France’s culture ministry launches open call for monument commemorating victims of slavery to be installed near the Louvre in Paris

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The Tuileries Gardens in Paris Credit: Twitter

France’s government has launched a project for the installation of a memorial commemorating victims of the slave trade in the Tuileries Gardens close to the Musée du Louvre.

THE idea was well received by the Paris’ Representative Council of France’s Black Associations (Cran), whose honorary president Louis-Georges Tin insisted that “the artist chosen must be of African descent.”
Former French president François Hollande announced a plan to create a slavery memorial and museum in Paris in 2016. Also, in 2018, on the 170th anniversary of the abolition of slavery in French colonies, President Macron stated that “The foundation will put slavery back into the long history of France, from the first French colonial empire to the present day.” Macron confirmed that a slavery memorial would be built in Paris again in May 2019.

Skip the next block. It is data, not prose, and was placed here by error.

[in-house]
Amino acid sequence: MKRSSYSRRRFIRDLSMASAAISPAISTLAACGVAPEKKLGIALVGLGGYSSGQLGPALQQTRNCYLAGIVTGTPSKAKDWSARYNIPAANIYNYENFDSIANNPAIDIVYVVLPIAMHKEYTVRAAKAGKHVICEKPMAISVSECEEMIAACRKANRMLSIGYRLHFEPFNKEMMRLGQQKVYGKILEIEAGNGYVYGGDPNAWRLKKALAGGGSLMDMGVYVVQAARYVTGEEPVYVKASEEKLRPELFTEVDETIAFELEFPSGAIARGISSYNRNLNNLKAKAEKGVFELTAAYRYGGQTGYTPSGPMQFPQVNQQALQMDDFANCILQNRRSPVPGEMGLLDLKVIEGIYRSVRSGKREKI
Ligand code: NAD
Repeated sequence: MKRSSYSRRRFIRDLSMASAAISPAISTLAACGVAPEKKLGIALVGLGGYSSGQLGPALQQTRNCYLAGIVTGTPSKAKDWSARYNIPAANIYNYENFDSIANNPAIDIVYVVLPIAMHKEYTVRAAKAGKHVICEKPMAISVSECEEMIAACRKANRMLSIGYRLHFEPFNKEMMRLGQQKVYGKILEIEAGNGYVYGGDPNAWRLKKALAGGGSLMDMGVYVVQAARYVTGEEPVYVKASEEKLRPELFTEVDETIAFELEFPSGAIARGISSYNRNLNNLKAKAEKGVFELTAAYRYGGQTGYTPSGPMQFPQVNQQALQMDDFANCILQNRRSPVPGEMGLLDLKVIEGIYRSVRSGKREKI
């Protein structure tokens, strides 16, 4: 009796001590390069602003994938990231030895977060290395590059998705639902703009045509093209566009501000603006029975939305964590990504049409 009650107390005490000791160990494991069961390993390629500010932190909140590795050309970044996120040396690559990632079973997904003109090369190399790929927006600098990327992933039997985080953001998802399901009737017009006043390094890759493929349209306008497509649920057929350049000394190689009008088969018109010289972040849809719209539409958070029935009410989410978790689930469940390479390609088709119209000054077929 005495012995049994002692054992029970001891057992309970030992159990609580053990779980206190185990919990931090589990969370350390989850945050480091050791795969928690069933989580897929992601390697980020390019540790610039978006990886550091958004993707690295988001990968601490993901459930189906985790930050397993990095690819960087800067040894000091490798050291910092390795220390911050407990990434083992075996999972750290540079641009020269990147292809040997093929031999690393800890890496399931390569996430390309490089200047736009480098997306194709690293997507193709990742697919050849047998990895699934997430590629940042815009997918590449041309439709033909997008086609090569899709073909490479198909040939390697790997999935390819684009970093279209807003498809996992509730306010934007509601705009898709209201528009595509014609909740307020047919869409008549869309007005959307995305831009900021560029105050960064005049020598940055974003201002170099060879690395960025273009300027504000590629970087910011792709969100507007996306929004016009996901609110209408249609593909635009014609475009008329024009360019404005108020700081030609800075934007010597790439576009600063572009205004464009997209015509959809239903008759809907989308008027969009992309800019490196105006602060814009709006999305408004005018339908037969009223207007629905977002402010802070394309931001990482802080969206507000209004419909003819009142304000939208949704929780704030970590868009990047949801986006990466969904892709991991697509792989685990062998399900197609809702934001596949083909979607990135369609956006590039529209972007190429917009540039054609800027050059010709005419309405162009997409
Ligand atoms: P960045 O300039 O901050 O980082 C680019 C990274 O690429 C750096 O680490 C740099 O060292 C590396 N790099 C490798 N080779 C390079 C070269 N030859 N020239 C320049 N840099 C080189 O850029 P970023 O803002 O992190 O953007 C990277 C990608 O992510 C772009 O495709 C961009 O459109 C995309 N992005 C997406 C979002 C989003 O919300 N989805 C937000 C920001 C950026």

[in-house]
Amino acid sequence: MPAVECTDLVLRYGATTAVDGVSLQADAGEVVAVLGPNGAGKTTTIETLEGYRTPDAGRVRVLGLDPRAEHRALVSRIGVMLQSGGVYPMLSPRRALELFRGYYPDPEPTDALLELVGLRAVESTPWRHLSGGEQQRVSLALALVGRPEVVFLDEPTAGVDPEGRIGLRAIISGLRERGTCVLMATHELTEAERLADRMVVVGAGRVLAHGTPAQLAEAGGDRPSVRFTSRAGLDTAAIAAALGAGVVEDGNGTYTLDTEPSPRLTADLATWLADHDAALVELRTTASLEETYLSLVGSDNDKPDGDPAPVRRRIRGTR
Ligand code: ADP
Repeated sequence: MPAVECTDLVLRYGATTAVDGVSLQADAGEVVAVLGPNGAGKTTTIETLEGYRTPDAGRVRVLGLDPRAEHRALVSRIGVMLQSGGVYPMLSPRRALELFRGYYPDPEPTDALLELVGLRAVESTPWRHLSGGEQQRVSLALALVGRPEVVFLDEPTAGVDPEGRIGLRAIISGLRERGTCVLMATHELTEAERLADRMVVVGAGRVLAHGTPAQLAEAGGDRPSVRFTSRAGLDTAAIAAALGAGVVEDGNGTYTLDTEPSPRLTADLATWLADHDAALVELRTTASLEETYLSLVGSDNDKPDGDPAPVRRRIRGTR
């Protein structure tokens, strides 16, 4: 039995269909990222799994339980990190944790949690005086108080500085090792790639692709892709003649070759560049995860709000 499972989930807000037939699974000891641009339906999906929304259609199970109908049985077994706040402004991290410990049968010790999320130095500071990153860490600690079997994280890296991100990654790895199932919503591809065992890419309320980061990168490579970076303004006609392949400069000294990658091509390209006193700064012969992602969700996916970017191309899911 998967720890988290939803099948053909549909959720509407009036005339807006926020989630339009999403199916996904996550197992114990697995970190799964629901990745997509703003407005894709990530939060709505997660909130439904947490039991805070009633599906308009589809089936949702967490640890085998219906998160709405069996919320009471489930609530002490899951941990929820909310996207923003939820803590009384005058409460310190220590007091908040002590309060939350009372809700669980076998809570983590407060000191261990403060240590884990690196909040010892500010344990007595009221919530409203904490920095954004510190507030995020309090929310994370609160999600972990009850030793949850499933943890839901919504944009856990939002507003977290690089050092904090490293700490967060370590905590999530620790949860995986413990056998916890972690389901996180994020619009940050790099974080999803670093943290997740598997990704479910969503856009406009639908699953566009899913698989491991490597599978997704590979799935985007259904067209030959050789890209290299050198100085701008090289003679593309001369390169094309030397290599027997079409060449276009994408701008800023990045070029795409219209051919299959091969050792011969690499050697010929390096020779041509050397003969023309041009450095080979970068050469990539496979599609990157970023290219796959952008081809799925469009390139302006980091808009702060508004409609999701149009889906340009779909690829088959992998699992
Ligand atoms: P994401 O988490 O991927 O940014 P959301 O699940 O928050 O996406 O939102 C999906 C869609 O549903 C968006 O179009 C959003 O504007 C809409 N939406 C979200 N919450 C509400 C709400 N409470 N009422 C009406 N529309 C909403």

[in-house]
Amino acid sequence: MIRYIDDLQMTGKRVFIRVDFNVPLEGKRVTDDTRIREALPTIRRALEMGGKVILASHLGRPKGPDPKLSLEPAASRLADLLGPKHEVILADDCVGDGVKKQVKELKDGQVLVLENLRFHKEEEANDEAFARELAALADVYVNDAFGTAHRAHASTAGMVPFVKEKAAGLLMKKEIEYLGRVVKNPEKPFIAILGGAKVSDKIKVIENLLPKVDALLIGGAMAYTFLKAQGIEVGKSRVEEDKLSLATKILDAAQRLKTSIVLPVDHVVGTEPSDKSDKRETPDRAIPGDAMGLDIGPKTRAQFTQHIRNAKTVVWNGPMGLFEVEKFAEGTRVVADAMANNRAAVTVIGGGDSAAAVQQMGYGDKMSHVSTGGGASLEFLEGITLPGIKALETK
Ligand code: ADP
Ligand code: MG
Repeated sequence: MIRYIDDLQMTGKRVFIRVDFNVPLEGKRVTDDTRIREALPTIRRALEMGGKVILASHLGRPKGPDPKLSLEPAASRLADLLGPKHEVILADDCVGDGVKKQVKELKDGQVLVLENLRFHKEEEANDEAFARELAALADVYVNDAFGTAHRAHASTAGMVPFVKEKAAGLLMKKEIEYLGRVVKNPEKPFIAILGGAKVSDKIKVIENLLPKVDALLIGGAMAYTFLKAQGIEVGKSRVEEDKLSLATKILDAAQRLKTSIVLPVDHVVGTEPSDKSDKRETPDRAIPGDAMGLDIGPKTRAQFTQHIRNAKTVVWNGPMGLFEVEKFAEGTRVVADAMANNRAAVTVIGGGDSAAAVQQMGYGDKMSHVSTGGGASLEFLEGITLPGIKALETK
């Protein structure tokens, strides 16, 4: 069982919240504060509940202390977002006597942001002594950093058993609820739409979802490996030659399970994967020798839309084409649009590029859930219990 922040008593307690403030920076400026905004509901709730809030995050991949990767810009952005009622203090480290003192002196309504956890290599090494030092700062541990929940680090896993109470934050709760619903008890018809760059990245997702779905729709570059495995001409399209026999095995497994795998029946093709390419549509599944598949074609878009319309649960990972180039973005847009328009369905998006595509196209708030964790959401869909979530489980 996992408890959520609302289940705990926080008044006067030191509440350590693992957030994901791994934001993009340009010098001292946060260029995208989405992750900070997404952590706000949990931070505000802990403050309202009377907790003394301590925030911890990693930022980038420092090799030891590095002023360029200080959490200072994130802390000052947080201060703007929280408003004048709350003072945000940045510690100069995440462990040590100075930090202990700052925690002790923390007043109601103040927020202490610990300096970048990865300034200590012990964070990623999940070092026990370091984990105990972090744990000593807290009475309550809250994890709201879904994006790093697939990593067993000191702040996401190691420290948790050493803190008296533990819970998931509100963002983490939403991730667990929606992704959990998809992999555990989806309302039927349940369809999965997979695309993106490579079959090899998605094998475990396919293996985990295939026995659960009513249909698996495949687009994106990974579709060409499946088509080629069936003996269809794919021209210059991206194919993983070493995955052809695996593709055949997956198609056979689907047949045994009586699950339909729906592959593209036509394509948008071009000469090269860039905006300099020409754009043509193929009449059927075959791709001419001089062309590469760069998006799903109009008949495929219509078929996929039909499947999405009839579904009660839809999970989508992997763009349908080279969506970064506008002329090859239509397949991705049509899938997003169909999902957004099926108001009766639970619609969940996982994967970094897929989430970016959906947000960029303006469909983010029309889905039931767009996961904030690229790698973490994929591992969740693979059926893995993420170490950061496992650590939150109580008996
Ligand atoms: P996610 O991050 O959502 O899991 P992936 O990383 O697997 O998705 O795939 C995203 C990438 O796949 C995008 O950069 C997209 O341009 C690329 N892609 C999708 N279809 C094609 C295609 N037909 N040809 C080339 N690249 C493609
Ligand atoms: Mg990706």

Louvre officials will be in charge of the project management of the new monument along with city of Paris representatives who will also be part of the panel.
The French ministry of culture says that “the work of art must be harmoniously integrated into the garden and take into account site constraints.” The application deadline is September 1 and the winner will be announced early next year.




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